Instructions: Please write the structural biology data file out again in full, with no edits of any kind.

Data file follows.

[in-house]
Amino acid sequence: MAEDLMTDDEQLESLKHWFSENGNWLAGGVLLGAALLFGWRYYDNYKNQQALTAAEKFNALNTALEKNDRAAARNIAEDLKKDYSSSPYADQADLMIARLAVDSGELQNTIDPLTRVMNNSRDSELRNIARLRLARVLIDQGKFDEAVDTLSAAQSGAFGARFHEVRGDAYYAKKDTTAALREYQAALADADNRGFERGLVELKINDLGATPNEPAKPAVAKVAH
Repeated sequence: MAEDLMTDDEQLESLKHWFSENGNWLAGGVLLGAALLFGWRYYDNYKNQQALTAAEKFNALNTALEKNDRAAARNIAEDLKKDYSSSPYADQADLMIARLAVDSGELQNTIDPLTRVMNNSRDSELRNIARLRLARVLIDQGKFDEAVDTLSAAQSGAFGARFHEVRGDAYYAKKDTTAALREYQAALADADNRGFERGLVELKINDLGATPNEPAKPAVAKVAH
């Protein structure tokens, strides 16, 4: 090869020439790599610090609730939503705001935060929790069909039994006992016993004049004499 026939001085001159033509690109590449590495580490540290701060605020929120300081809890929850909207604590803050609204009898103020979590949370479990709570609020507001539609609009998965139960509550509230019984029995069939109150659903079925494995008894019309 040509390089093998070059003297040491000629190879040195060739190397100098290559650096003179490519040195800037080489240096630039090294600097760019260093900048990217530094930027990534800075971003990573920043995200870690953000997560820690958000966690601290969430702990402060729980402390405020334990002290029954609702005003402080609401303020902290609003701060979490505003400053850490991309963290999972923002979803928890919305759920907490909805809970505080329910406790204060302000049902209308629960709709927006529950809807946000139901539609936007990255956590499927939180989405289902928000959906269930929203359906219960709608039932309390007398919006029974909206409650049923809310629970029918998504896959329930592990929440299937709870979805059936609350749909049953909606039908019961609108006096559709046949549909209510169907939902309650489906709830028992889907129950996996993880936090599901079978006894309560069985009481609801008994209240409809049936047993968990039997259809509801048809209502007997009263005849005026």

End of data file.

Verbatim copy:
[in-house]
Amino acid sequence: MAEDLMTDDEQLESLKHWFSENGNWLAGGVLLGAALLFGWRYYDNYKNQQALTAAEKFNALNTALEKNDRAAARNIAEDLKKDYSSSPYADQADLMIARLAVDSGELQNTIDPLTRVMNNSRDSELRNIARLRLARVLIDQGKFDEAVDTLSAAQSGAFGARFHEVRGDAYYAKKDTTAALREYQAALADADNRGFERGLVELKINDLGATPNEPAKPAVAKVAH
Repeated sequence: MAEDLMTDDEQLESLKHWFSENGNWLAGGVLLGAALLFGWRYYDNYKNQQALTAAEKFNALNTALEKNDRAAARNIAEDLKKDYSSSPYADQADLMIARLAVDSGELQNTIDPLTRVMNNSRDSELRNIARLRLARVLIDQGKFDEAVDTLSAAQSGAFGARFHEVRGDAYYAKKDTTAALREYQAALADADNRGFERGLVELKINDLGATPNEPAKPAVAKVAH
């Protein structure tokens, strides 16, 4: 090869020439790599610090609730939503705001935060929790069909039994006992016993004049004499 026939001085001159033509690109590449590495580490540290701060605020929120300081809890929850909207604590803050609204009898103020979590949370479990709570609020507001539609609009998965139960509550509230019984029995069939109150659903079925494995008894019309 040509390089093998070059003297040491000629190879040195060739190397100098290559650096003179490519040195800037080489240096630039090294600097760019260093900048990217530094930027990534800075971003990573920043995200870690953000997560820690958000966690601290969430702990402060729980402390405020334990002290029954609702005003402080609401303020902290609003701060979490505003400053850490991309963290999972923002979803928890919305759920907490909805809970505080329910406790204060302000049902209308629960709709927006529950809807946000139901539609936007990255956590499927939180989405289902928000959906269930929203359906219960709608039932309390007398919006029974909206409650049923809310629970029918998504896959329930592990929440299937709870979805059936609350749909049953909606039908019961609108006096559709046949549909209510169907939902309650489906709830028992889907129950996996993880936090599901079978006894309560069985009481609801008994209240409809049936047993968990039997259809509801048809209502007997009263005849005026």